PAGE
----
Illegal Composition of the CEP

We learned this week that of the nine sectors to be represented on the CEP, only three have representation.  This is a clear violation of Article 289 of the Constitution, which sets out the nine sectors.  Notably, this formulation was created by President Preval who now refuses to adhere to this guideline and steadfastly supports the partisan CEP.


Further, members of the CEP are under official investigation by the corruption unit of country (ULCC).  Enel Desir, a member of the CEP, has already resigned and issued a seven-page report chronicling several specific acts of corruption by the CEP members see:  The president of the CEP, Gaillot Dorsainvil, has been accused of diverting 14 million gourdes (US$350,000), and is also under investigation.

92% Believe Preval is Organizing a Coup

A new poll shows that only 8% of Haitians believe that the current CEP will organize free and fair elections while 92% believe that they are organizing an electoral coup for Preval.  

Voter Registration Chaos

Almost 45% of Haitian voters lost their electoral cards in the earthquake.  Article 31 of the Voter Law makes voter registration cards mandatory.  The CEP has yet to provide information to these voters – and to new voters – on how and where to obtain their new cards.  An IFES report noted that there was no physical way the CEP had the capacity to reissue this number of cards.  The National Office of Identification (ONI), run by the OAS, received this week materials to print 150,000 electoral cards.  Currently, ONI has 141 registration offices around the country, which is insufficient (by contrast, Haiti had 800 offices for the 1995 elections).  Furthermore, there have been no civic education efforts to publicize where the offices are so no one even knows where to go.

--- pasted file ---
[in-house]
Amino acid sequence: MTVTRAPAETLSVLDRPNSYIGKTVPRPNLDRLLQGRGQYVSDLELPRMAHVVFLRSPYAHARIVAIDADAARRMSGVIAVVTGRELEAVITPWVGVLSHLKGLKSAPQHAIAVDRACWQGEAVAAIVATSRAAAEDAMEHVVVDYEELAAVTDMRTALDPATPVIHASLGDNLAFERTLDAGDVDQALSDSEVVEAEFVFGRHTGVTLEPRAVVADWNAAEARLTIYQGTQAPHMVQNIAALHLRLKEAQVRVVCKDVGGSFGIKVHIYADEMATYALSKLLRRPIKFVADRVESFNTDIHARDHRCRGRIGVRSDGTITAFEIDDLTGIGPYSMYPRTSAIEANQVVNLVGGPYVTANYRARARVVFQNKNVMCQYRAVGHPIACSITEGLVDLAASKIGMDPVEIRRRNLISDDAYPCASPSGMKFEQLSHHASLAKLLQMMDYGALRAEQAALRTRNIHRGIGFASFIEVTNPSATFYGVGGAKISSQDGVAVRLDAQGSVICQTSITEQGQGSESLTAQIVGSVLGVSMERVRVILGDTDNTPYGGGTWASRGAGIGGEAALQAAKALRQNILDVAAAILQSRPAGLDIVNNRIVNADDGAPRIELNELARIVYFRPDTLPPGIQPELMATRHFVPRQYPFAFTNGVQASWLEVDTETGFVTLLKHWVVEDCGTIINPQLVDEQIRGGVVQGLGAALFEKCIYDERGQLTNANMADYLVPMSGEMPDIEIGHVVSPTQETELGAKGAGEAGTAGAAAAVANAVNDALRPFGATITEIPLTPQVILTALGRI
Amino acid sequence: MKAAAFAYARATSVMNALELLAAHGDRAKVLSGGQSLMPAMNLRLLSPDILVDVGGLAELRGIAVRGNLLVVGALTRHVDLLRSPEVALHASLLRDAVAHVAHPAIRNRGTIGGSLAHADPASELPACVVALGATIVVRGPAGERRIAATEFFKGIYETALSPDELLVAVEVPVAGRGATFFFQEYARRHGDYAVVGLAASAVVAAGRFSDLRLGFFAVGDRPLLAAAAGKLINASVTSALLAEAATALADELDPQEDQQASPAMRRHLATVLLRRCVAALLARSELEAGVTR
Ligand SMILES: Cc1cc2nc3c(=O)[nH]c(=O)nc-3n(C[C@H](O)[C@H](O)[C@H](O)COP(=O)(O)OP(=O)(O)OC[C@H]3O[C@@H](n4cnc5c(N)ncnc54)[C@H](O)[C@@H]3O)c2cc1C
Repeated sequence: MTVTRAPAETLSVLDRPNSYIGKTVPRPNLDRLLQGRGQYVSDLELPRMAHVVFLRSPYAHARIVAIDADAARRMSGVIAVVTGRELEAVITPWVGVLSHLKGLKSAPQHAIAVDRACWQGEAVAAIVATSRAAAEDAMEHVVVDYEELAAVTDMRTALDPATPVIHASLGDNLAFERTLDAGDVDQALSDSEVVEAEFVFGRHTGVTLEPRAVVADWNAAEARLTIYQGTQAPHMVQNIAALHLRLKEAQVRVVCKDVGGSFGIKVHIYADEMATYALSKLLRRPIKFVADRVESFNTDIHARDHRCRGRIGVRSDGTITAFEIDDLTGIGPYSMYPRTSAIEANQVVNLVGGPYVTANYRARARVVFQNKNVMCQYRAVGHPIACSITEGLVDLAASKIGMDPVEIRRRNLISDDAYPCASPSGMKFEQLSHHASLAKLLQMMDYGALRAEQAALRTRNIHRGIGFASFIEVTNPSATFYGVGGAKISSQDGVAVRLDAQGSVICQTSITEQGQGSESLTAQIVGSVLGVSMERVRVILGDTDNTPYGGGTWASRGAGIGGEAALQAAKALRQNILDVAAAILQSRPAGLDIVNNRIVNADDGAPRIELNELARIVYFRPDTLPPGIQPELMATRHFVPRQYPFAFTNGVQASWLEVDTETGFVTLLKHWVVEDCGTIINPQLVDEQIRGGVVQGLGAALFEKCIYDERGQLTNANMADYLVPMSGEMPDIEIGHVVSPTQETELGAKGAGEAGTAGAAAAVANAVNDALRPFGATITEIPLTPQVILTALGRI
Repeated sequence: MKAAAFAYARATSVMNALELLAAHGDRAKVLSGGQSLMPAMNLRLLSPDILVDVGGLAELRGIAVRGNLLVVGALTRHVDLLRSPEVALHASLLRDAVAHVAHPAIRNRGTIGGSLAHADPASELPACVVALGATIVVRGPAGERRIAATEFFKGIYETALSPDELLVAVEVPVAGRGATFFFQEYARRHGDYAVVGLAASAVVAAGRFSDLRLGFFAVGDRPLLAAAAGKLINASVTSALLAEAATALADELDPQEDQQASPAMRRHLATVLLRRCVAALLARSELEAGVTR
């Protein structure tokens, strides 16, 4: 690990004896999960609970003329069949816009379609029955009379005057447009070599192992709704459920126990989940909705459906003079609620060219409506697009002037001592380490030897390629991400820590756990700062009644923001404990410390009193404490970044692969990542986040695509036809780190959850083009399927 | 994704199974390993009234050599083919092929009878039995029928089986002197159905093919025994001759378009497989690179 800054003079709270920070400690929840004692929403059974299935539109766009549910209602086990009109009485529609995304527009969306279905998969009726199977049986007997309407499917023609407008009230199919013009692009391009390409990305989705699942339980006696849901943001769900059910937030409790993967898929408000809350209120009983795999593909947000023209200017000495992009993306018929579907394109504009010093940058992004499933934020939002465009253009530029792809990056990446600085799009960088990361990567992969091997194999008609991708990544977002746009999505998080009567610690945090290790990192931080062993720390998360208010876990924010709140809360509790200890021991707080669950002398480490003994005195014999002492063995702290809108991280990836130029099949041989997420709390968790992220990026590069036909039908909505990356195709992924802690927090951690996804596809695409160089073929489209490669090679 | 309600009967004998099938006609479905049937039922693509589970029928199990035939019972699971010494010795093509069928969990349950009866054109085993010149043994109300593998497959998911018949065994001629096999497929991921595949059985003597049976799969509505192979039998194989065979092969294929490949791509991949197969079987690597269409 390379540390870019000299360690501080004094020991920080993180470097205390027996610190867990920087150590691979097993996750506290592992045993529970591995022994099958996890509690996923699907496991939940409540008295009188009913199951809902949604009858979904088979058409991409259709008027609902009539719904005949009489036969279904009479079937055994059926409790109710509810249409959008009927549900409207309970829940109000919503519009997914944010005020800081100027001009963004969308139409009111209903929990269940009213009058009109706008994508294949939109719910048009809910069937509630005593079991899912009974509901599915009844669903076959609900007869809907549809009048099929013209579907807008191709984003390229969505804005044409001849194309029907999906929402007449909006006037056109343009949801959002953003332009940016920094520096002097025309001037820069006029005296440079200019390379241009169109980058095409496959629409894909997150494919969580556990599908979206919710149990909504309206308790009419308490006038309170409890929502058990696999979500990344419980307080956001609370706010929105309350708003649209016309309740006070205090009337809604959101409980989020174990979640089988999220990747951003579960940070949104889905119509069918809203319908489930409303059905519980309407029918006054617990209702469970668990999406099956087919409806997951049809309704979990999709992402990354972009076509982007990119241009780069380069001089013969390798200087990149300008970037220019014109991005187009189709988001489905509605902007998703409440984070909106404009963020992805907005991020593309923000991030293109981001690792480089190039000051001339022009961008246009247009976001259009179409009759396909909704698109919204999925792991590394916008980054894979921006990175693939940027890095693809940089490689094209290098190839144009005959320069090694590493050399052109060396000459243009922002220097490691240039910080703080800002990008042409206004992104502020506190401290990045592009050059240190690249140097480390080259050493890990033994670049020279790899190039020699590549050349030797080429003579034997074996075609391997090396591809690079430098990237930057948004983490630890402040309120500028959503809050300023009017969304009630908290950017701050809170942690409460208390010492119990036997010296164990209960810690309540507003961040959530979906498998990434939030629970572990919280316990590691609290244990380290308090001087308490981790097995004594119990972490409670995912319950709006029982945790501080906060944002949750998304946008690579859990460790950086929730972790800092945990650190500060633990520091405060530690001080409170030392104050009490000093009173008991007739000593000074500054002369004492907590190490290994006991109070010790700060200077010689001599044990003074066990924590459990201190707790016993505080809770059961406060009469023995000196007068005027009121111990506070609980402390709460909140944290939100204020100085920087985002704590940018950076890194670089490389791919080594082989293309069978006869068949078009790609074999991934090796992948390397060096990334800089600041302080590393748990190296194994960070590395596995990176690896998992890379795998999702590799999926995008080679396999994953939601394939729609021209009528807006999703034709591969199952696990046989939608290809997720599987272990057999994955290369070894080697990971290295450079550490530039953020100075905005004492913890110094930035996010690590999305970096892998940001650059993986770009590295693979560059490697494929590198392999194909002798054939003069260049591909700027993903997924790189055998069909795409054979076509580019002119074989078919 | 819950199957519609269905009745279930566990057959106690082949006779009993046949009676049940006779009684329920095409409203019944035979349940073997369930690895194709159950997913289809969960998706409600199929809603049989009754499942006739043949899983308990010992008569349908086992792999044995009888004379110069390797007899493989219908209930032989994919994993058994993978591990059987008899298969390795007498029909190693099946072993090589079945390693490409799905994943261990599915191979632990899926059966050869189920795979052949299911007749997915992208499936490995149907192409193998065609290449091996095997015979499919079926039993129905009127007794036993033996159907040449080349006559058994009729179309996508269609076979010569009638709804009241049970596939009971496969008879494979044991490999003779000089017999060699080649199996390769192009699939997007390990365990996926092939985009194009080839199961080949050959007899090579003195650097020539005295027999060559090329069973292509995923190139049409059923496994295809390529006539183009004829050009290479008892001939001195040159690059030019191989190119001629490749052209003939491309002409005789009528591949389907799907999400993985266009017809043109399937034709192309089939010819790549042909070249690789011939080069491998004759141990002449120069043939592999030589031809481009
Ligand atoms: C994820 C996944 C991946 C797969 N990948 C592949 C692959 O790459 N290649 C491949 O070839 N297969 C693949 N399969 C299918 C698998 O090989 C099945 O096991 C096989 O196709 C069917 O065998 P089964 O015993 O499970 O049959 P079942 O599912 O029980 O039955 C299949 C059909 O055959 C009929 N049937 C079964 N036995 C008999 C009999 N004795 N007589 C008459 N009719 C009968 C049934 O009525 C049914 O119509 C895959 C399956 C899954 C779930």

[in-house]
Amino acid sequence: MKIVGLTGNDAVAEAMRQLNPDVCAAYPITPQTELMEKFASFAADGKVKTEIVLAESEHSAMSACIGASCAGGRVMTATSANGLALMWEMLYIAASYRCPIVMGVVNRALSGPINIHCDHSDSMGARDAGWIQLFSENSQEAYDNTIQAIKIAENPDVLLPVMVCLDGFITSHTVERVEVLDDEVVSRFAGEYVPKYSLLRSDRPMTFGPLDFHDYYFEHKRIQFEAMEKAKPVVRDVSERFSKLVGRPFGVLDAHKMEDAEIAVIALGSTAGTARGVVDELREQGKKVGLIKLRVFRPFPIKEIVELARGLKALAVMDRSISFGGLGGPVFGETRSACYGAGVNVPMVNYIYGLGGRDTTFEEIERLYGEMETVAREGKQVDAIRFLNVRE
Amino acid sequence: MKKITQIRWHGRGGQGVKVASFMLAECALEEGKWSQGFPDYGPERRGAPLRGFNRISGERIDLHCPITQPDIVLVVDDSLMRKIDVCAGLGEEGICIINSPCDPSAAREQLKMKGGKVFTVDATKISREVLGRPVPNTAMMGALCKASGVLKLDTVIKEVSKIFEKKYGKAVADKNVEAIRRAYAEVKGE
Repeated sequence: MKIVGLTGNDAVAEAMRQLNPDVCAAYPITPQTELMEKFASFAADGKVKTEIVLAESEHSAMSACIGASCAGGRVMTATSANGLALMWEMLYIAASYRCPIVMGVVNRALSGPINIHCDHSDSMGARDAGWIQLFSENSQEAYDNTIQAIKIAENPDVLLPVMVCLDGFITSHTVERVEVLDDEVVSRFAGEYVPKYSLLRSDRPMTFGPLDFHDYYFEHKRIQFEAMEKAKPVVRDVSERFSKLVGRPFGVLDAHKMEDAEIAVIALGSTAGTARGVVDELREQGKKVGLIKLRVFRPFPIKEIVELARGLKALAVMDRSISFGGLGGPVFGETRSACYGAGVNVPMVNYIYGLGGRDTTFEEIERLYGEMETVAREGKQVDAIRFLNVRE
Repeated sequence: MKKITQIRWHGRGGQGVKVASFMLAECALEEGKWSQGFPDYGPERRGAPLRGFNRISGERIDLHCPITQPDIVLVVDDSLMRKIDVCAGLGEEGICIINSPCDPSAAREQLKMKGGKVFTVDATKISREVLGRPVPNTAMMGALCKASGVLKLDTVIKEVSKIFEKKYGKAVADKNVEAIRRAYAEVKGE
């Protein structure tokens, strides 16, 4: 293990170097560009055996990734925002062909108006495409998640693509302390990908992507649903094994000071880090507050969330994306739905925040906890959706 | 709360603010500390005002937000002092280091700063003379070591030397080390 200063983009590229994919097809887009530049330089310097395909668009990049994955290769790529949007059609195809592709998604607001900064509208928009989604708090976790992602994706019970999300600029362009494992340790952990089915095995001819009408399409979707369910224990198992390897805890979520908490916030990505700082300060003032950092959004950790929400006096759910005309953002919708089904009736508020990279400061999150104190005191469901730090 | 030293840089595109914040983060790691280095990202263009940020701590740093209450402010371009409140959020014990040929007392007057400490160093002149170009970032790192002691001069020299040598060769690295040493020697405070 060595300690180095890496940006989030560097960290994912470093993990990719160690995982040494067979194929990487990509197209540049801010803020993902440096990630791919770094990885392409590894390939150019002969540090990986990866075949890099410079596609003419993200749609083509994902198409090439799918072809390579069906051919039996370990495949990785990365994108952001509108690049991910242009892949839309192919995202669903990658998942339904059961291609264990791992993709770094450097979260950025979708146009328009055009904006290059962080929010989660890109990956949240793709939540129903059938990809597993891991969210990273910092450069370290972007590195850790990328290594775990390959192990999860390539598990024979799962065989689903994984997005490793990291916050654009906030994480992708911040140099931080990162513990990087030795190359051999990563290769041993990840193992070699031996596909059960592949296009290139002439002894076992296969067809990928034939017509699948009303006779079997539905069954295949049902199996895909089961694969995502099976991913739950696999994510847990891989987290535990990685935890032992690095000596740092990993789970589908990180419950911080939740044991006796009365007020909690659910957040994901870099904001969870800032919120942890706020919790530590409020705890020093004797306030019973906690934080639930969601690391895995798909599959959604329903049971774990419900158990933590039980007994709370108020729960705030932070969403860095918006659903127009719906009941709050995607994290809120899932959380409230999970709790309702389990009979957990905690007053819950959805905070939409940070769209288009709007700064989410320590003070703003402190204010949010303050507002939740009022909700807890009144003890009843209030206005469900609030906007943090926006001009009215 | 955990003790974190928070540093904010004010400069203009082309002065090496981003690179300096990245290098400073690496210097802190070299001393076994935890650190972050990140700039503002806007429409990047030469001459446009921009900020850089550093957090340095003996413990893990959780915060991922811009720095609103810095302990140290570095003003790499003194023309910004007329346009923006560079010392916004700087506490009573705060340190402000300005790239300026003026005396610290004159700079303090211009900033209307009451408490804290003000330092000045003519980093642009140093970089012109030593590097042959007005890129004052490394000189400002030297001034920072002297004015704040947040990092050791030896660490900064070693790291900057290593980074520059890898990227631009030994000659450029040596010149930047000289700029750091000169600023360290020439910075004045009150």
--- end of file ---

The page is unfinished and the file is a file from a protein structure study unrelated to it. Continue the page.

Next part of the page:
The CEP has also not addressed the death of 220,000 voters.  Electoral lists have not been updated with the loss of these voters opening the door to massive voter fraud.

CEP Approves Corrupt Officials and Human Rights Violators

The CEP disqualified 15 candidates and allowed 19 to run for President.  The decision seems to be politically motivated as no legal basis was provided for the disqualifications of many of the candidates. Of the 19 allowed to run, 14 are affiliated with the ruling party and nine have been linked to corruption.  The constitution and Haiti’s laws prohibit such individuals from running.  


The following is the list of Presidential and Legislative candidates:


For copies of the official reports finding several candidates guilty on corruption charges, see: and